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The 2014 United States National Seismic Hazard Model

Mark D. Petersen, Morgan P. Moschetti, Peter M. Powers, Charles S. Mueller, Kathleen M. Haller, Arthur D. Frankel, Yuehua Zeng, Sanaz Rezaeian, Stephen C. Harmsen, Oliver S. Boyd, Ned Field, Rui Chen, Kenneth S. Rukstales, Nico Luco, Russell L. Wheeler, Robert A. Williams, Anna H. Olsen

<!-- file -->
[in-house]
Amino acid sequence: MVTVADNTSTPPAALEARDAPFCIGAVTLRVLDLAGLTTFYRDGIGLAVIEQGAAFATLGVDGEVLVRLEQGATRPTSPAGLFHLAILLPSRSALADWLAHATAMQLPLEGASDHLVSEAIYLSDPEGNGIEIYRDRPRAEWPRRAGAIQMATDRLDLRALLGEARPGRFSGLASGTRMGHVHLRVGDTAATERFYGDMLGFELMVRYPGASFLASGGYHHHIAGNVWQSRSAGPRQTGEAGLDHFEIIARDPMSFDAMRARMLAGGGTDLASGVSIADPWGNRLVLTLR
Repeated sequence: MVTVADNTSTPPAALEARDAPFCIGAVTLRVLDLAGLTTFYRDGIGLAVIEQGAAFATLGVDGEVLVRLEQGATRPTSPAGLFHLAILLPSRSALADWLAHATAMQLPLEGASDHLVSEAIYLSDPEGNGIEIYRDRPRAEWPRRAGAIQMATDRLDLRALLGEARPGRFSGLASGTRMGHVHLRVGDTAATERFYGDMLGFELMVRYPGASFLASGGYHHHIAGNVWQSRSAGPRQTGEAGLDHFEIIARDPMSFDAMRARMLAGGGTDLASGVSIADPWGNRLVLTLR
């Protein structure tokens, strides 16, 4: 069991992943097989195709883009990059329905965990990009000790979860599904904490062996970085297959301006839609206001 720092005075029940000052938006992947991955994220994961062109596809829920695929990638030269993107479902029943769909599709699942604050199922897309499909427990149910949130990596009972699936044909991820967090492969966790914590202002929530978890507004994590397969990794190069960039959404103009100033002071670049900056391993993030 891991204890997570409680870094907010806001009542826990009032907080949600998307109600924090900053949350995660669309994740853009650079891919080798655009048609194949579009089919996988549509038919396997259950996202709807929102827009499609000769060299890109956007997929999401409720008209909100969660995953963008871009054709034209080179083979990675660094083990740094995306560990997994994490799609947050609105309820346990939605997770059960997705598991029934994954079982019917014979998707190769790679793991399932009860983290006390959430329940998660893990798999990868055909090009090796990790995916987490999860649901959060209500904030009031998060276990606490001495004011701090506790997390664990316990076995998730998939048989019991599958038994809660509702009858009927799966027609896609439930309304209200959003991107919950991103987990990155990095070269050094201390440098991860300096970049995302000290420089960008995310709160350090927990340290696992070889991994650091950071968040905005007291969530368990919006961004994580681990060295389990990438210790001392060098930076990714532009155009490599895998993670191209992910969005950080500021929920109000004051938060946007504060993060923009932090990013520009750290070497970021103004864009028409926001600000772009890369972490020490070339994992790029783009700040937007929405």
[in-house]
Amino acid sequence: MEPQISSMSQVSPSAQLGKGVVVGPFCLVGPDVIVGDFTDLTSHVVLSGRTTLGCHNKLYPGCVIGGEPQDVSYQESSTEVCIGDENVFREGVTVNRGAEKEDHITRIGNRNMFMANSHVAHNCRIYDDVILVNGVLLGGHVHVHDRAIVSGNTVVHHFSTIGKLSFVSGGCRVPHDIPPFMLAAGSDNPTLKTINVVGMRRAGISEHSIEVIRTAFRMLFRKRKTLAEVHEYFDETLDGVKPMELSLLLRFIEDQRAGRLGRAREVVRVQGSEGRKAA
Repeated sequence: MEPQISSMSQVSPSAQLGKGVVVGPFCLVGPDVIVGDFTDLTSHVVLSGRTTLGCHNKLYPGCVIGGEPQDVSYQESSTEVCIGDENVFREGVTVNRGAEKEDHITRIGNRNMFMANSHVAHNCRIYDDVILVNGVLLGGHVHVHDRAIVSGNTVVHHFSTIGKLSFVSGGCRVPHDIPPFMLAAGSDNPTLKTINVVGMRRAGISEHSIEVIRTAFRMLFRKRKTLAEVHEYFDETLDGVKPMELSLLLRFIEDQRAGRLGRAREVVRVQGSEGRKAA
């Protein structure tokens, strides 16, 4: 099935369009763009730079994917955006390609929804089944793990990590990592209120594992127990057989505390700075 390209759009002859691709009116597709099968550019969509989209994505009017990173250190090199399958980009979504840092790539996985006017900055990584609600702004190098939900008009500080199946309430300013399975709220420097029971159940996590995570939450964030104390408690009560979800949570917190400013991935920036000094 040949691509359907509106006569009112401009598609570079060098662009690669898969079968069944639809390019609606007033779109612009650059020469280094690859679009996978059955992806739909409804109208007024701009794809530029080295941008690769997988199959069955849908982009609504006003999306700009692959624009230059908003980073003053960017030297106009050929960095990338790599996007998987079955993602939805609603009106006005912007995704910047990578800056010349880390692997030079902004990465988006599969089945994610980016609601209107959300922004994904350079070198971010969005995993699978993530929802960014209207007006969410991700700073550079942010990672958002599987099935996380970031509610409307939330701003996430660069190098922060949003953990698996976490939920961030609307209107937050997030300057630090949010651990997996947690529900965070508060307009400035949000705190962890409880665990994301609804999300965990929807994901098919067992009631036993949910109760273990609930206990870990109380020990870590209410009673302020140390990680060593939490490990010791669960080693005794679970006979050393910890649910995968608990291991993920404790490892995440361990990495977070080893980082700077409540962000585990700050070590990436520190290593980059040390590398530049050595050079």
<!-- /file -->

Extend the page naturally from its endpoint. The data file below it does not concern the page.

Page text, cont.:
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New seismic hazard maps have been developed for the conterminous United States using the latest data, models, and methods available for assessing earthquake hazard. The hazard models incorporate new information on earthquake rupture behavior observed in recent earthquakes; fault studies that use both geologic and geodetic strain rate data; earthquake catalogs through 2012 that include new assessments of locations and magnitudes; earthquake adaptive smoothing models that more fully account for the spatial clustering of earthquakes; and 22 ground motion models, some of which consider more than double the shaking data applied previously. Alternative input models account for larger earthquakes, more complicated ruptures, and more varied ground shaking estimates than assumed in earlier models. The ground motions, for levels applied in building codes, differ from the previous version by less than ±10% over 60% of the country, but can differ by ±50% in localized areas. The models are incorporated in insurance rates, risk assessments, and as input into the U.S. building code provisions for earthquake ground shaking.